Can negotiating a uniform carbon price help to internalize the global warming externality?
by
Martin L Weitzman(
)
2 editions published in 2013 in English and held by 27 WorldCat member libraries worldwide
Thus far, most approaches to resolving the global warming externality have been quantity based. With n different national entities, a meaningful comprehensive treaty involves negotiating n different binding emissions quotas (whether tradeable or not). In postKyoto practice this ndimensional coordination problem has proven intractable and has essentially devolved into sporadic regional volunteerism. By contrast, on the price side there is a natural onedimensional focus on negotiating a single binding carbon price, the proceeds from which are domestically retained. Significantly (and unlike negotiated quantities) the negotiated uniform price on carbon emissions embodies an automatic "countervailing force" against freeriding self interest by incentivizing agents to internalize the externality. The model of this paper indicates an exact sense in which each agent's extra cost from a higher emissions price is counterbalanced by that agent's extra benefit from inducing (via the higher emissions price) all other agents to simultaneously lower their emissions. With some further restrictions, the theoretical model shows that populationweighted majority rule for a uniform price on carbon emissions can come as close to global efficiency as the median marginal benefit (per capita) is close to the mean marginal benefit (per capita)
2 editions published in 2013 in English and held by 27 WorldCat member libraries worldwide
Thus far, most approaches to resolving the global warming externality have been quantity based. With n different national entities, a meaningful comprehensive treaty involves negotiating n different binding emissions quotas (whether tradeable or not). In postKyoto practice this ndimensional coordination problem has proven intractable and has essentially devolved into sporadic regional volunteerism. By contrast, on the price side there is a natural onedimensional focus on negotiating a single binding carbon price, the proceeds from which are domestically retained. Significantly (and unlike negotiated quantities) the negotiated uniform price on carbon emissions embodies an automatic "countervailing force" against freeriding self interest by incentivizing agents to internalize the externality. The model of this paper indicates an exact sense in which each agent's extra cost from a higher emissions price is counterbalanced by that agent's extra benefit from inducing (via the higher emissions price) all other agents to simultaneously lower their emissions. With some further restrictions, the theoretical model shows that populationweighted majority rule for a uniform price on carbon emissions can come as close to global efficiency as the median marginal benefit (per capita) is close to the mean marginal benefit (per capita)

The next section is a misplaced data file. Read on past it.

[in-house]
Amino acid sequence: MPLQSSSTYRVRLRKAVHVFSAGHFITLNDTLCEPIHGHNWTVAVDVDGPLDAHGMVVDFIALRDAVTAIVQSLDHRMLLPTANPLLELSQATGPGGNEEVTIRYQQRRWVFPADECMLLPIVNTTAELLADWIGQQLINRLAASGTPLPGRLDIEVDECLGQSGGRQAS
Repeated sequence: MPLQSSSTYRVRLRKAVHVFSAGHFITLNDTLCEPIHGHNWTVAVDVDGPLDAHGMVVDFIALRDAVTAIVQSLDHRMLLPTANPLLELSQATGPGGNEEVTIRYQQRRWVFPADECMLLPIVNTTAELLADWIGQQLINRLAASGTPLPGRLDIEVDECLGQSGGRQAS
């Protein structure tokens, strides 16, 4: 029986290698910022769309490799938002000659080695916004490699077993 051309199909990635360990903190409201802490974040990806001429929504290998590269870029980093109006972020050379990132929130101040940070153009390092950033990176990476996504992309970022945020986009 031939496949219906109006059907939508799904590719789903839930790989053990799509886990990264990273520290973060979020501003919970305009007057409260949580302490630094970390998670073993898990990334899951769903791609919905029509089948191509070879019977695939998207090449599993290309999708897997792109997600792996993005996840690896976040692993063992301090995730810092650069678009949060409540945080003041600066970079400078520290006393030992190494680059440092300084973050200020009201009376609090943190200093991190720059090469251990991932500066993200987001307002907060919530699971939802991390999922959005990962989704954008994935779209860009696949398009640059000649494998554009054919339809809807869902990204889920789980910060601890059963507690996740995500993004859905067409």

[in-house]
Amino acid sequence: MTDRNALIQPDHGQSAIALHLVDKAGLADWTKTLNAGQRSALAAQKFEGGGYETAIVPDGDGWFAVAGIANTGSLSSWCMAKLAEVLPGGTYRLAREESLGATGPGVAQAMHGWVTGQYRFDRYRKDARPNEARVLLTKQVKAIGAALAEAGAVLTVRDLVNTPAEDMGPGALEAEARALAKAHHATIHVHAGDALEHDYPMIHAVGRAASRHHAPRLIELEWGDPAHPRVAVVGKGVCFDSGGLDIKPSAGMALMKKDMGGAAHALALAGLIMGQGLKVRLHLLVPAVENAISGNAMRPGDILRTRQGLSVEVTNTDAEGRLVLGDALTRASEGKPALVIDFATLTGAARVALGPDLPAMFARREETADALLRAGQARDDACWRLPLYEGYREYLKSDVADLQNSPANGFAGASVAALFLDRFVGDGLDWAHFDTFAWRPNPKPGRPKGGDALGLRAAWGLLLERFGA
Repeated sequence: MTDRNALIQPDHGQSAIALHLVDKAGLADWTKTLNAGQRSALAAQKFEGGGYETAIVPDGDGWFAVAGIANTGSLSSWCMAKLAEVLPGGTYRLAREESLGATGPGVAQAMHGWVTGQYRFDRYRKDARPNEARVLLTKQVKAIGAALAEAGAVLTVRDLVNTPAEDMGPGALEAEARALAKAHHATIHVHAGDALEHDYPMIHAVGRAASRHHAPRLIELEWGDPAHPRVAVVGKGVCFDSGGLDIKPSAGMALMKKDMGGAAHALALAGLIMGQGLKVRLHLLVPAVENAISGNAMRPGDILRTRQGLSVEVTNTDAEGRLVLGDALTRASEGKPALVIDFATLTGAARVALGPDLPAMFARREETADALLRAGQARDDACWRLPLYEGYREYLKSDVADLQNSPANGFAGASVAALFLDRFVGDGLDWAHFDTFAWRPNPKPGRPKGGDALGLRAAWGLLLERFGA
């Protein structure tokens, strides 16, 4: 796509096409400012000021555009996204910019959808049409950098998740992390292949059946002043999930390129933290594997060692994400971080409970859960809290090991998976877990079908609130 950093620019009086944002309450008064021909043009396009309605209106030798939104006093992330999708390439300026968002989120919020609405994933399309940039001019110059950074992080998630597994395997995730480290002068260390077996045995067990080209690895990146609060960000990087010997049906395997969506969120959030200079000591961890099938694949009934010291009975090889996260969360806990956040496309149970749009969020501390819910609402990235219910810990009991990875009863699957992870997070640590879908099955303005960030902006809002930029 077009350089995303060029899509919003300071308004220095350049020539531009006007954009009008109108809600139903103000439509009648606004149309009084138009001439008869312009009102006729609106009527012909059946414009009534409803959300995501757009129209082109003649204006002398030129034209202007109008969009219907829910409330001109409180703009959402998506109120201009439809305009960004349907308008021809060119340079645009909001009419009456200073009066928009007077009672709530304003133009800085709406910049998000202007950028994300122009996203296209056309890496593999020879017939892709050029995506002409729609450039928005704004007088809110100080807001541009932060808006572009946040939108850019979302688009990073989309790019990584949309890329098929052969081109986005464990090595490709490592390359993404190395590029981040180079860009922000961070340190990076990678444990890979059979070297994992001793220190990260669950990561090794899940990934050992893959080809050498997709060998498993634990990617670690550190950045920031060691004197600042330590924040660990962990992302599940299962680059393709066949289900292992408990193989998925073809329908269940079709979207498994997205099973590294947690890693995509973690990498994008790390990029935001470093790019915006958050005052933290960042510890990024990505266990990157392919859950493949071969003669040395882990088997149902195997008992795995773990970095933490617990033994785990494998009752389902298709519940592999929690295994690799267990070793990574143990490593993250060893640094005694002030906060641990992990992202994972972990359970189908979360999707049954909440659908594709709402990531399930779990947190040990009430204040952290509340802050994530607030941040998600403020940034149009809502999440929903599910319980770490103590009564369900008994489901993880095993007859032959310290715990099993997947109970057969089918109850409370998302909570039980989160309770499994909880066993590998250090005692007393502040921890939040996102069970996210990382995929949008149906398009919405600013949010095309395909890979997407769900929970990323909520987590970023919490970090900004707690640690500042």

The case for profitsharing
by
Martin L Weitzman(
Book
)
3 editions published in 1986 in English and held by 24 WorldCat member libraries worldwide
3 editions published in 1986 in English and held by 24 WorldCat member libraries worldwide
L'economia della partecipazione : sconfiggere la stagflazione
by
Martin L Weitzman(
Book
)
5 editions published between 1985 and 1986 in Italian and held by 22 WorldCat member libraries worldwide
5 editions published between 1985 and 1986 in Italian and held by 22 WorldCat member libraries worldwide
Icelandic fisheries management : fees versus quotas
by
Thorvaldur Gylfason(
Book
)
5 editions published in 2003 in English and held by 20 WorldCat member libraries worldwide
5 editions published in 2003 in English and held by 20 WorldCat member libraries worldwide
Recombinant growth
by
Martin L Weitzman(
Book
)
7 editions published between 1995 and 1996 in English and held by 11 WorldCat member libraries worldwide
7 editions published between 1995 and 1996 in English and held by 11 WorldCat member libraries worldwide
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Related Identities
 National Bureau of Economic Research
 Harvard Institute of Economic Research
 Metrick, Andrew Author
 World Bank Policy Research Department Environment, Infrastructure, and Agriculture Division
 Freeman, Richard B. (Richard Barry) 1943 Author
 Ramsey, Frank Plumpton 19031930
 Xu, Chenggang Honoree
 Employment Institute
 Gylfason, Thorvaldur 1951 Author
 London School of Economics and Political Science Centre for Economic Performance
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Associated Subjects
Biodiversity conservation Bonus systemMathematical models Business cycles China Consumption (Economics)Econometric models DiscountEconometric models Economic developmentMathematical models Economics EconomicsMathematical models Employment stabilization Environmental protectionEconometric models Expenditures, Public Externalities (Economics)Econometric models Fishery management Iceland Japan Management Mathematical optimization Maximum principles (Mathematics) National incomeAccounting National incomeAccountingEconometric models National incomeAccountingStatistical methods National incomeEconometric models Natural disastersEconomic aspects Producer cooperatives Profitsharing Ramsey, Frank Plumpton, Risk assessment Risk assessmentEconometric models Technological innovationsEconomic aspectsMathematical models Uncertainty Unemployment UnemploymentEffect of inflation on UnemploymentMathematical models United States WealthMathematical models Weitzman, Martin L.,